What happens if President Donald Trump not only survives impeachment, but goes on to win a second term? It’s a prospect that chills Democrats to the bone — and for good reason.
On Monday, Politico mapped out a detailed, hypothetical scenario in which Trump wins re-election — similar to their 2016 scenario of what would happen if Trump was elected in the first place — and some of the things that people could expect in the coming years. The result would be, as former Nixon White House Counsel John Dean put it, “an era of authoritarianism.”
For a start, the forecasters noted, Trump would likely feel empowered to defy Congress more than ever — and Democrats, if they still have the House, would be dispirited, chastened, and in leadership transition. Nancy Pelosi would face unavoidable pressure to step down, and Rep. Hakeem Jeffries (D-NY) would likely take the gavel — and Jeffries would banish talk of a second impeachment until and unless Democrats sweep the Senate in 2022.
Meanwhile, Trump, though his domestic and foreign policy agenda would remain scattered and unfocused, would likely reshape the executive branch even more in his image.
“A new crop of loyalists gets hired, including now-former Reps. Mark Meadows, Jim Jordan and Doug Collins, as well as Lindsey Graham, who steps down from the Senate to become the new Defense secretary,” wrote Politico’s forecaster. “Brad Parscale moves from campaign manager to serve as White House chief of staff—but only after Trump leaves Mick Mulvaney’s former job open for six months. Trump promises his longtime adviser Stephen Miller an appointment to run the Homeland Security Department in an acting capacity during the close of the second term, when Senate confirmation won’t matter for a lame duck administration. And the president also raids his reelection campaign for new staff, believing they will be more loyal than the Frankenstein crew from the Republican National Committee that he hastily assembled in 2017.”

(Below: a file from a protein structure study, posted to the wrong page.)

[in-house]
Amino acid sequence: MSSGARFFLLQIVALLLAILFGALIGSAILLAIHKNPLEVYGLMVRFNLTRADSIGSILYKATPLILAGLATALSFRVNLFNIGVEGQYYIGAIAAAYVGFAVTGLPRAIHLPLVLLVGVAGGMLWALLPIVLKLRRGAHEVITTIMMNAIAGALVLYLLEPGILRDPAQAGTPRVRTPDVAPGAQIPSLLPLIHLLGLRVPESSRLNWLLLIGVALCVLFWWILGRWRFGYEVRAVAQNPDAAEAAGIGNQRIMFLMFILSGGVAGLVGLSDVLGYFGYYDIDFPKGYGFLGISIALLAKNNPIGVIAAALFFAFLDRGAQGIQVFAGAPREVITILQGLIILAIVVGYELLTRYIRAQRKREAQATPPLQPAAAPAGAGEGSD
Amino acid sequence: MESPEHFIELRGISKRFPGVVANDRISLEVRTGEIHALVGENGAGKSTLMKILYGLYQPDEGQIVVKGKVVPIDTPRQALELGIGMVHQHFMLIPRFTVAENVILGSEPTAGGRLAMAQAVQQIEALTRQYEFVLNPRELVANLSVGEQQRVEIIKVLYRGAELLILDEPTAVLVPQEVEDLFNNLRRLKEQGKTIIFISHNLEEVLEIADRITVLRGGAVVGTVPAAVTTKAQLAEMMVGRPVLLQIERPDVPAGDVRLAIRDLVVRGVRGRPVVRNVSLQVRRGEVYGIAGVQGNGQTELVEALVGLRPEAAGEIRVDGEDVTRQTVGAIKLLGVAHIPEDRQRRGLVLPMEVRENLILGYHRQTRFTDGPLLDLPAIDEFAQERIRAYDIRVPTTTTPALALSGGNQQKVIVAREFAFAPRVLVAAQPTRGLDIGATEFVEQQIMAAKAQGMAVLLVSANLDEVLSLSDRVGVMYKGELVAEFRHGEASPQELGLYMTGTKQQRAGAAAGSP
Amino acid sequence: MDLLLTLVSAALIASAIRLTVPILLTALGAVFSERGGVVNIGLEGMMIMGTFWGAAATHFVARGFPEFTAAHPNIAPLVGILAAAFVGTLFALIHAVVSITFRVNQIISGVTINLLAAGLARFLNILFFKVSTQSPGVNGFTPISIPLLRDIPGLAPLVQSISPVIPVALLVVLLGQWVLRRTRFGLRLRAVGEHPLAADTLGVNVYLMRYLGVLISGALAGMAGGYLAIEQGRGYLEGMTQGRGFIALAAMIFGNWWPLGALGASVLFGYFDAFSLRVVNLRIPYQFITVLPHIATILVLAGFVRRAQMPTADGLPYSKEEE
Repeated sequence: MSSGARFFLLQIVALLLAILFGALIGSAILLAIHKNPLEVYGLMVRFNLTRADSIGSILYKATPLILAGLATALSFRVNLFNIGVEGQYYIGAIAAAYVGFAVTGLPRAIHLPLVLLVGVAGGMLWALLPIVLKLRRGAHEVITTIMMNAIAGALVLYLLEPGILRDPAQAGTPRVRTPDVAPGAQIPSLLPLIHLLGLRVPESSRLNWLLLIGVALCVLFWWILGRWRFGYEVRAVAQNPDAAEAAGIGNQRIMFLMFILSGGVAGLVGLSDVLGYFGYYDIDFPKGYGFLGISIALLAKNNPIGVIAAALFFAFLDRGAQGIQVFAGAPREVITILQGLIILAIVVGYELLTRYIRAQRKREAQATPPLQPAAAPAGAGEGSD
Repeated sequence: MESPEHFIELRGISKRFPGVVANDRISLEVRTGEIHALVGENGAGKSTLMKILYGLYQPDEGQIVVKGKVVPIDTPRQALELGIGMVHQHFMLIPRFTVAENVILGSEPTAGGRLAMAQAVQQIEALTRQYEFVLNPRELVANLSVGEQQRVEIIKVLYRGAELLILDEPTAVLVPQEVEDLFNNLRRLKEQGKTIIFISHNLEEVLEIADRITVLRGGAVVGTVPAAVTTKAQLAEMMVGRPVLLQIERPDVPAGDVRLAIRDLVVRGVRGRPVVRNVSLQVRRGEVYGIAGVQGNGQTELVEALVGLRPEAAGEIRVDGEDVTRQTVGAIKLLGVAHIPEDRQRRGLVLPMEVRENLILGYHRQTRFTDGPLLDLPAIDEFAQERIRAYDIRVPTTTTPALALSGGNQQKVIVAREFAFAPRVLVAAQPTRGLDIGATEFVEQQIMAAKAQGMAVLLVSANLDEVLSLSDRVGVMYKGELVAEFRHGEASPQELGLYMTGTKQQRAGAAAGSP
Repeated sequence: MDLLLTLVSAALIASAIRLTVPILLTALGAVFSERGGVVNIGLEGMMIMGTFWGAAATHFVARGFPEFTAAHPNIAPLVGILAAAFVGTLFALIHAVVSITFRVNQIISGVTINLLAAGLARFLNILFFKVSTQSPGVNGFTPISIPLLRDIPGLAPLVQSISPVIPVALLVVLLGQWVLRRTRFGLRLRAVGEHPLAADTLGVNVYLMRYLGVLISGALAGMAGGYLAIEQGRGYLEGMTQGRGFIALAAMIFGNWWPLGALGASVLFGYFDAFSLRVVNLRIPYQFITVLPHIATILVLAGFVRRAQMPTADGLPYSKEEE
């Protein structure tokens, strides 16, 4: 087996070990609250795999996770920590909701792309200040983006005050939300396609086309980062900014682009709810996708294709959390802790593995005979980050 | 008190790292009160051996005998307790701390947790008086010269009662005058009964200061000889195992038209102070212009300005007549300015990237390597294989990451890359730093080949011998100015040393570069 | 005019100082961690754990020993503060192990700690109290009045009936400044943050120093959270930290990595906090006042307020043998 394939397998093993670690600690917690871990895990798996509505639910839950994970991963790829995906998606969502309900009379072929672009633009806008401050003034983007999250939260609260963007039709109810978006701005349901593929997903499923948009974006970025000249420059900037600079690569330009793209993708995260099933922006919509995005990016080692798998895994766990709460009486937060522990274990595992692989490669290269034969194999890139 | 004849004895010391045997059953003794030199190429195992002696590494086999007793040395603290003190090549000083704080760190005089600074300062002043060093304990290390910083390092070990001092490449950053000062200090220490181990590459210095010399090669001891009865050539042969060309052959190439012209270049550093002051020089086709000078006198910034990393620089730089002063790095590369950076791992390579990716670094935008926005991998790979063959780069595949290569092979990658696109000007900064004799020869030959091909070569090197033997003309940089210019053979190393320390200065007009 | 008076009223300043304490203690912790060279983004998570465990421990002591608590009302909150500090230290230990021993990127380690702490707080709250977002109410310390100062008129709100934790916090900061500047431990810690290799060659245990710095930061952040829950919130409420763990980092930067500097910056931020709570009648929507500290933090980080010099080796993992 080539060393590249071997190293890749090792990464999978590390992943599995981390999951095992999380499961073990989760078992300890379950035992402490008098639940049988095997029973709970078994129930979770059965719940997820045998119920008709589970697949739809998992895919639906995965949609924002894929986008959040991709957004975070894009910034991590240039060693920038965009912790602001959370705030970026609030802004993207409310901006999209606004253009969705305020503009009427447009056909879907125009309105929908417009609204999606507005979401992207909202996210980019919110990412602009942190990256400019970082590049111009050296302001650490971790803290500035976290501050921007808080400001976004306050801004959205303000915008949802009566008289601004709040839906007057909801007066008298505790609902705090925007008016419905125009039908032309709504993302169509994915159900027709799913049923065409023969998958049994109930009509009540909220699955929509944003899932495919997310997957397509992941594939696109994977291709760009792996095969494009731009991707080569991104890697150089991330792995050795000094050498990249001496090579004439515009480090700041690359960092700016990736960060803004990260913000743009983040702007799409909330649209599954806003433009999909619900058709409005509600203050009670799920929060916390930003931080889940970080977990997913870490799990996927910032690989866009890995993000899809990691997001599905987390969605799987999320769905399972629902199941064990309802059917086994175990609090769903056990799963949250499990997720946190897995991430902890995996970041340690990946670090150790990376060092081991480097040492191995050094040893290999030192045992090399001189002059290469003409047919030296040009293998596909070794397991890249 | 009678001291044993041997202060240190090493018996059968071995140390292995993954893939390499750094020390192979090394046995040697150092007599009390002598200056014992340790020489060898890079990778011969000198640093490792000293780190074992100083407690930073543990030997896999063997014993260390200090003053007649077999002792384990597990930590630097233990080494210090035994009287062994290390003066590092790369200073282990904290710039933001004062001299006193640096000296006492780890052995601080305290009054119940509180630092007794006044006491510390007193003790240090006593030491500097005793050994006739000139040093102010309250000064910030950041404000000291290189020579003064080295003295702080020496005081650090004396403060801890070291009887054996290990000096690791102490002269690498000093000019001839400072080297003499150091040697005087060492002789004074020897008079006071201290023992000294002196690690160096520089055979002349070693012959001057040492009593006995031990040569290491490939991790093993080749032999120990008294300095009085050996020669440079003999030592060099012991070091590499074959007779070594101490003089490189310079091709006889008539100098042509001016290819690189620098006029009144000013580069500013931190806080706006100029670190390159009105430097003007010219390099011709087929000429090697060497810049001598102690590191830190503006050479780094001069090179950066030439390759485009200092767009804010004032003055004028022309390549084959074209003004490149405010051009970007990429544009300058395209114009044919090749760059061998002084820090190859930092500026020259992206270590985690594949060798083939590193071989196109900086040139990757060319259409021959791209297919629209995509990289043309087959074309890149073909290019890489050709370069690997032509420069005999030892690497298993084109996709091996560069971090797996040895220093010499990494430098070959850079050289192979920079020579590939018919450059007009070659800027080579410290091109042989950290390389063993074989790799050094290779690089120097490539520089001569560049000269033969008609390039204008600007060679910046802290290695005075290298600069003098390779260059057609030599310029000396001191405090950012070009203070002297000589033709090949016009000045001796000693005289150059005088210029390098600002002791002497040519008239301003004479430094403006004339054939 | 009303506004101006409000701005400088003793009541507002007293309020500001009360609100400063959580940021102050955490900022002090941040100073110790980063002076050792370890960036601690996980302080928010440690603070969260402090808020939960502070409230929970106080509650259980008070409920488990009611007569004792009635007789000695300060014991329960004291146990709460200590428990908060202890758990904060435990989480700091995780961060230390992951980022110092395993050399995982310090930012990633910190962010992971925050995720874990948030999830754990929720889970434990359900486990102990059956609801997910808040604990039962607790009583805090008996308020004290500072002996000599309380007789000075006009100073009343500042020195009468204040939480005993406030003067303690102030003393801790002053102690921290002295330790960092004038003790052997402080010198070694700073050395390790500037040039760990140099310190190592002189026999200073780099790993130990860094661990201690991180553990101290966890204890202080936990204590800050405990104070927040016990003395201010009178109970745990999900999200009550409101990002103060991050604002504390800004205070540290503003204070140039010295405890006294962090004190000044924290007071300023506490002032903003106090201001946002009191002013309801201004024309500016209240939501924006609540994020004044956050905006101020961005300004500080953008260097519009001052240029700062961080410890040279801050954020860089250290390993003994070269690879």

He would also try to exert payback on every House and Senate Republican who voted to impeach or remove him when the 2022 midterm elections come around.
Meanwhile, the forecasters wrote, Trump and Mitch McConnell will continue taking over the federal judiciary, although the Clinton-appointed justices Stephen Breyer and Ruth Bader Ginsburg will still fight to hang on — more likely Supreme Court retirements to watch for would be Clarence Thomas and Samuel Alito. By this point, the court will have in any case handed down more right-wing rulings immunizing the president from congressional oversight.
The picture wouldn’t be all rosy for Trump though. “He’s starting to sweat the U.S. economy in the months after the long-anticipated recession became official that April with the second consecutive quarter of negative growth,” wrote the forecasters. “He tweets 10 times a day about how Federal Reserve Board Chairman Jerome Powell is responsible. He gives one of his remaining first-term holdovers, national economic adviser Larry Kudlow, one more chance to pitch a middle-class tax cut in the hope that can turn things around.”
But one of the other key effects of a 2020 Trump win would be that, with Trump still helming the party, he would be a kingmaker in the 2024 GOP nomination — and the forecasters predict he will use that power to try to form a family dynasty.
“After dropping hints in private for months, he finally sends out a tweet on July 4, 2022, that he doesn’t support Mike Pence’s presidential ambitions,” they wrote. “‘Great guy, TREMENDOUS veep, but it’s time for some Beautiful NEW BLOOD,’ he writes. Marco Rubio, Ted Cruz and Rand Paul back out by Labor Day, and the field is cleared for Ivanka Trump to take the party’s nomination 17 months before anyone has participated in a caucus or primary.”
All of these things have been hinted at in varying degrees, either directly by Trump advisers, by economic trends, or by the way that Trump is known to respond to adversity. But the bottom line is that with Trump’s second act, the few forces still preserving American institutions would come apart.